There are countless resources for resume tips and advice, but do you know what mistakes to avoid on your resume? If you are applying for several positions and have just as many versions of your resume, details may be missed or mistakes may have crept in that could cost you an important interview. Before you submit another resume, read through these resume mistakes that make an application hard to read, don’t give enough information, or don’t show qualifications as clearly as it could. Contact an employment agent today at The Hire Group for help finding a position that fits you and your skills.
Typos or Grammatical Mistakes
This should be common sense but is still important to note. It can be easy to rely on auto correct or spell check, but not all mistakes are caught, especially grammatical errors. It can also be easy to become so familiar with your resume’s content that grammar mistakes are overlooked. Read your resume slowly out loud or have a friend proofread it before making the final submission.
An employer needs to understand not only what you have done, but what you have accomplished. When listing previous positions, don’t give general statements. There may be a fine line between providing so much information that it comes across as fluff and not providing enough information so that it doesn’t portray your experience as it should. Be specific enough so that you are confident that what is provided highlights your skills and experience and will catch the reader’s attention.
Say This: Recruited, hired, trained, and supervised more than 50 employees for a retail company that grossed $4 million in sales.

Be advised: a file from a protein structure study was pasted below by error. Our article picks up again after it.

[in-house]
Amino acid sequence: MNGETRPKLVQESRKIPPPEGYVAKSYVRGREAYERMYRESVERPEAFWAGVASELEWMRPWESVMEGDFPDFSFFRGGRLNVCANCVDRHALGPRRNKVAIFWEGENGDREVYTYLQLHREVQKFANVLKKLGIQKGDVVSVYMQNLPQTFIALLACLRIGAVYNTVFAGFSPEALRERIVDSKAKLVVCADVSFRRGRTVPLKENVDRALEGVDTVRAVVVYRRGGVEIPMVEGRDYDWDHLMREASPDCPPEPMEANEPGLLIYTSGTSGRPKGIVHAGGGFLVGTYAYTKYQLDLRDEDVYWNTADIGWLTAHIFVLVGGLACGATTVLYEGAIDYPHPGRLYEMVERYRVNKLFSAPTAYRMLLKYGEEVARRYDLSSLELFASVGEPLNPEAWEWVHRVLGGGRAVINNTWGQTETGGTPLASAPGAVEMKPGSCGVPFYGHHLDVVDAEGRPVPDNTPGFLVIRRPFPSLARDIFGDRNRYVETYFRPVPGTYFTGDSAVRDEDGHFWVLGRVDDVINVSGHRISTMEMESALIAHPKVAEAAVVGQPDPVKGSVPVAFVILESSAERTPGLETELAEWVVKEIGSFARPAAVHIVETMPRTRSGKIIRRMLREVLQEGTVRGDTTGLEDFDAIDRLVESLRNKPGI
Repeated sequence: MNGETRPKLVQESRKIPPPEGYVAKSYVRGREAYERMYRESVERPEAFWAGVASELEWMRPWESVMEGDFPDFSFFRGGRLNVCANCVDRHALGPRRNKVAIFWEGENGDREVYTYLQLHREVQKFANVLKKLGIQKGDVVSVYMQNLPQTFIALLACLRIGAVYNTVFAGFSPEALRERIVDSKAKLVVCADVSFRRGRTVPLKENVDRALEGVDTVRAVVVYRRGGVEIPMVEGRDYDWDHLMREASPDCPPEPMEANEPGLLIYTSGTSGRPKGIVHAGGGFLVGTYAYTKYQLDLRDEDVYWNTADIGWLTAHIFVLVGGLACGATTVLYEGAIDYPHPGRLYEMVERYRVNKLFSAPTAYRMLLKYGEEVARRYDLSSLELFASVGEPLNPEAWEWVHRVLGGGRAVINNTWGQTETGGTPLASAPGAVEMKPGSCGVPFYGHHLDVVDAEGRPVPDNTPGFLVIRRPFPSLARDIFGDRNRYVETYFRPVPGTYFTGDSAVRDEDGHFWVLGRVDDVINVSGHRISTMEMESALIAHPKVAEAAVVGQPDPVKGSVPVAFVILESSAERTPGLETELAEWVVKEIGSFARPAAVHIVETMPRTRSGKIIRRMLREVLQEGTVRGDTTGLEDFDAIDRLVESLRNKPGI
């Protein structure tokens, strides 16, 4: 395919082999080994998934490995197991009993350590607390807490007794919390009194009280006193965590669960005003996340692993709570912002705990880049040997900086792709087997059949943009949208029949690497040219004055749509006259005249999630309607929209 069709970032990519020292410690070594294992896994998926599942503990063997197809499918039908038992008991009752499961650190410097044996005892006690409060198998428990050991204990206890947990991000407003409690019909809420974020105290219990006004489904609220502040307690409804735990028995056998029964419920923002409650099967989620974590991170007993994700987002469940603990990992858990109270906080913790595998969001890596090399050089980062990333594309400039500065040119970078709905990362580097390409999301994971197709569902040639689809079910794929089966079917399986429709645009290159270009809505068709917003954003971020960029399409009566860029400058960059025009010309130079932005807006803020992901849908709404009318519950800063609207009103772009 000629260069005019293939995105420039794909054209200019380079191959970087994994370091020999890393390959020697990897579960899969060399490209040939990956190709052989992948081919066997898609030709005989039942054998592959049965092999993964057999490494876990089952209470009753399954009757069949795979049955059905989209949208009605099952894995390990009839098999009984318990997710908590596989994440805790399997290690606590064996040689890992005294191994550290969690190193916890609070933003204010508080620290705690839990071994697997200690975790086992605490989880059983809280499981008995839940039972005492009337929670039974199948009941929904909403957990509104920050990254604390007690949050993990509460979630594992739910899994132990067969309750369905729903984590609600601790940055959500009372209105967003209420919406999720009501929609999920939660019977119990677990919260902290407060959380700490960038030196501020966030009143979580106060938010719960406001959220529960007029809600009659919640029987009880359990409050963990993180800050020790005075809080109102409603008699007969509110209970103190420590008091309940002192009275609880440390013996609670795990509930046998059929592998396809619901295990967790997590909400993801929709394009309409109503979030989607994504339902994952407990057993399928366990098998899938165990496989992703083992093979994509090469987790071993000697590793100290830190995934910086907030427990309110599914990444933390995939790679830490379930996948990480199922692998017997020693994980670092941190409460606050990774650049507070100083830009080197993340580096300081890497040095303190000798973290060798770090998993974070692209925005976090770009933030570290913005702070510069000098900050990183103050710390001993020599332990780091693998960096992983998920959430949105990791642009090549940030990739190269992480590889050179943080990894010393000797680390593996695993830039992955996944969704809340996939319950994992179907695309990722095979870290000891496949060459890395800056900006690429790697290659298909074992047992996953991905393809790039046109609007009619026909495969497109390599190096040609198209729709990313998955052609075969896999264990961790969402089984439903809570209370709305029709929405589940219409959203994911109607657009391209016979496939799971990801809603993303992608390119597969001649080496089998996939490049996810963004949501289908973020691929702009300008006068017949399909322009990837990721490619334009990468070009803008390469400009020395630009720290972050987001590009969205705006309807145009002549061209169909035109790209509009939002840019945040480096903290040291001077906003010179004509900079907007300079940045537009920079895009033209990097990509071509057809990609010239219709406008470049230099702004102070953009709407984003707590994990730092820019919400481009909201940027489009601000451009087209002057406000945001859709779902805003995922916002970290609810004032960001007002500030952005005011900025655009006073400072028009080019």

Not This: Worked as human resources manager in a retail setting.
It can be tempting to write one resume that tries to fit the requirements for every position that you are applying for. However, when this is done it ends of being over generalized and leaves the employer wanting more. A resume that is tailored for a specific job will give you an opportunity to show that you are qualified for that job and not just any job in the related field. It will also give the reader an opportunity to read and understand that you are serious about that job and the company.
Say This: Have a proven record of working with employees to facilitate open communication and problem-solving.
Not This: Skilled in employee relations.
Lists Duties Not Accomplishments
This goes along with being too general in a resume. Instead of simply stating that you hired employees, detail what was accomplished. If you supervised over 50 employees, what was involved in that? What challenges were faced and how did you overcome those challenges? Anyone may be able to hire, train, and supervise employees, but it goes deeper when you can discuss specific aspects of each duty.
Say This: Worked with employees to complete daily tasks and ensured ongoing learning and teamwork.
Not This: Supervised employees.
A Bad Objective
This short introduction to yourself and your resume needs a great deal of attention and finesse. This should also not be over generalized and full of fluff. Give the reader something concrete about yourself, what you are looking for, and what you want to achieve in the position you are applying for.
Say This: Seeking an experienced human resources position where I can contribute my skills and experience with recruitment, employee relations, and benefits administration.
Not This: Looking for a challenging, professional work environment where attention to detail is sought after.
If you are struggling to search for a position that fits your needs, contact our professional staffing service. Our employment agents are dedicated to finding you a position that meets everyone’s needs.